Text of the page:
I did a very quick clean up of this, no references as of yet, I'll hopefully add them in the next few days. It's worth noting though
-Scotland was never conquered by the romans
- Scotland was occupied for about a century up to the Forth-Clyde line, fortified as the Antonine Wall; earlier, the battle of Mons Graupius (as described by Tacitus) certainly sounds like a decisive vanquishing of the Caledonians, even if the whole of (whate later was to be) Scotland was not occupied. Pachyderm 16:59, 9 June 2007 (EDT)
-Ireland may call it the war of indepencence, but it's probably best described as a time of civil strife or something like that. There was no war as such. -the Treaty in '21 set up a free state, a republic wasn't declared till the 40s -Ireland still isn't called the Republic of Ireland. It's there, in the constitution that the name of the state is Ireland, or Eire in the Irish language. lil_cain 03.55, 10 March 2007 (GMT)
Ok guys a few things. One england invaded in the 11th century (not the 17th). The war of independence was not a proper war but did lead England to pull out of the 26 counties keeping the 6 counties of ulster under british control which lead to the CIVIL WAR. Ireland is now the richest country in Europe and has the 4th strongest economy in the world. It's cheaper to buy an appartment in Manhatten than in Dublin .. it's a funny old world.
I edited out the bit about the support bases for the various parties, as they were a: unreferenced, and b:simply wrong. If I get a chance I'll go back and add something correct with references and such, but better to leave it out until then.
Defining the territory of the Republic as consisting "of twenty-six counties in the traditional provinces of Munster, Leinster, Connacht, and three of the nine counties of Ulster" is, I think, flawed. Particularly since counties can be divided up and merged. Since County Dublin was split up into 3 counties and an independent city - not subject to any of the counties. At the least the territory should be described as consisting "of twenty-six of the traditional counties" I think a better description would be All of the Island of Ireland excluding the portion that remains as part of the United Kingdom.
Ireland's constitutional position was until the 19th amendment, that the Republic consisted of the whole island, this has now been amended to recognize the north, but still maintain an attachment to the territory. Technically the constitution recognizes the north as being part of the republic for the purposes of citizen ship and part of the UK for everything else. --Irish 23:02, 1 July 2007 (EDT)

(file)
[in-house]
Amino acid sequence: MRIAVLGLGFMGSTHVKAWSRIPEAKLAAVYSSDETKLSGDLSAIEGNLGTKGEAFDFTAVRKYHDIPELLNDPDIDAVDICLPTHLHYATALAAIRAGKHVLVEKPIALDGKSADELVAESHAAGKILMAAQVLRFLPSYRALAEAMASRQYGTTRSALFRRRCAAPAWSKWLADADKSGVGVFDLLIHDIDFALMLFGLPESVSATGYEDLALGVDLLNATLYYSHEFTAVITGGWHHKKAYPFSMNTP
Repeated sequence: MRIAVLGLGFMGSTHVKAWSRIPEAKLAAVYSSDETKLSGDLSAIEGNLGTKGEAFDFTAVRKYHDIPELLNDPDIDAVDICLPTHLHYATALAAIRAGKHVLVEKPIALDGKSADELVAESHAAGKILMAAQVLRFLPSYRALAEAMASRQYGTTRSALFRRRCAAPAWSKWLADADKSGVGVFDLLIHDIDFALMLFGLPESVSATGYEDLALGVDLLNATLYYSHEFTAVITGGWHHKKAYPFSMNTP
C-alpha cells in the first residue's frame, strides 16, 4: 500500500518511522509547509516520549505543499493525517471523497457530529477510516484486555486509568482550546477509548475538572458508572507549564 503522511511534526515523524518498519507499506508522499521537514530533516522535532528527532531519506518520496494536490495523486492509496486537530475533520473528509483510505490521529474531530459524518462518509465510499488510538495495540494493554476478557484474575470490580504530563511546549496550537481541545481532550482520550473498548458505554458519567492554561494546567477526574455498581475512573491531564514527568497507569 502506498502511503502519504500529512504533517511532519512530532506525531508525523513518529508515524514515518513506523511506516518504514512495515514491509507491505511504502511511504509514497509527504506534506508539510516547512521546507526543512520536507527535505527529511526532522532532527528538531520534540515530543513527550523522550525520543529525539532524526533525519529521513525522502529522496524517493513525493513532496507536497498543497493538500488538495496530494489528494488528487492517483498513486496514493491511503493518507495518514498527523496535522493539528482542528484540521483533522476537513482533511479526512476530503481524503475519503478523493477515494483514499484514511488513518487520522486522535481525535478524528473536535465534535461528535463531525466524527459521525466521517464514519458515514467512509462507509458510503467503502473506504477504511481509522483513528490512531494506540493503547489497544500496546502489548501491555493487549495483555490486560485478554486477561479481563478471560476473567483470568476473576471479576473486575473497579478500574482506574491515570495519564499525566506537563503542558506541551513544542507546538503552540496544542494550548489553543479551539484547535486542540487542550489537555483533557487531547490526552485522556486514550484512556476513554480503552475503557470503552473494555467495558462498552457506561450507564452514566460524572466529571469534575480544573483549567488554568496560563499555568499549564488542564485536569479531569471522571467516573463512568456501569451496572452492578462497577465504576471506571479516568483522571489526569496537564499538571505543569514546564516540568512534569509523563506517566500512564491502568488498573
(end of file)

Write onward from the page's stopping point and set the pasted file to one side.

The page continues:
County Dublin was never "split up into 3 counties and an independent city", because county council elections (and all other elections) are based on population, it simply requires more than one council. I live in Tipperary which has a council each for the north and south of the county (in fact, I serve on a subcouncil of the South Tipperary County Council) but I still live in County Tipperary, not County South Tipperary. So I say leave the description as it is.--Darth Paddy DarthPaddy 13:51, 20 May 2009 (EDT)
04:06, March 19, 2007
Just wondering the reason for the revert? All the info reverted was true and non-controversial, apart perhaps for the country name. --Boreas 08:00, 19 March 2007 (EDT)
Better map needed
This entry could use a much better map -- the current one is quite small, and among other issues, does not show Belfast!
Boethius 13:35, 20 March 2007 (EDT)
The War of Independence might not have been a large pitched-battle affair between two standing armies like the American version, but it was a concerted campaign of guerilla warfare, espionage and assassination carried out by the highly organised, popularly-supported IRA. (as distinct from the provisional Northern version). a time of civil strife doesn't cut it! stallthedigger 13:02, 21 March 2007 (EDT)
The recent edits on the history section are not even remotely historical. They aren't referenced either, so I'm removing them. Melanchthon 23:18, 29 March 2007, (GMT)
Agreed, go for it. Jennisuk 18:21, 29 March 2007 (EDT)
Why the revert?
What is the matter with you, TK? Why did you revert my edit? It is nonsensical to say that Ireland the island is referred to as 'the Republic of Ireland', then a few sentences later state that the island is divided between the Republic and Northern Ireland. User:Eternalpraise
- Please post in order, Eternal, ok? That means adding comments at the bottom. I reverted it, because the inital notation would be ok, if you edited the latter parts. Fair enough? --~ TK MyTalk 08:57, 11 April 2007 (EDT)
No, because the initial statement is incorrect. Do you expect me to edit the article to make it agree with a nonsensical assertion? The island of Ireland and the Republic of Ireland are not synonymous.
- What am I missing ? Isn't that its proper title? Does it not share an island with Northern Ireland, a part of the UK? Am I stumbling over some cultural issue here? --~ TK MyTalk 09:31, 11 April 2007 (EDT)
Ireland is an island off the west coast of Great Britain. It consists of the country of Ireland (commonly referred to as 'the Republic of Ireland') and Northern Ireland (which is part of the UK). Eternalpraise is right, you are wrong. The island of Ireland is not referred to as the Republic of Ireland. Chrysogonus 15:34, 11 April 2007 (EDT)
Re "OK guys a few things": (1) The so-called English Invasion was in 1169 - that makes it 12th century, not 11th. (2)It was hardly English. As the Anglo-Celtic historian, Norman Davies, puts it: "For one thing the people who launched it were not English and not even acting on behalf of England. For another, the operation ended in what may be best rated a half conquest."
The expedition was the brainchild of a dispossessed Norman baron from Wales and an exiled Irish chief. They were joined by sundry knights and hangers-on who probably only knew enough English to order the servants around. (Check out the names: fitzStephen, fitzGerald. Norman names that are now as Irish as Patrick(who was British)). The adventure was given tacit assent by Henry (who was in Aquitaine at the time) and some sort of after-the-act legitimacy was given by the English-born Pope Adrian IV; but in no way was it an "English Invasion". A group of bored knights and nobility after a bit of pillage and what-have-you followed a pair of Irishmen with bees in their bonnets. User:AlanE 19:55, 15 May 2007 (EDT)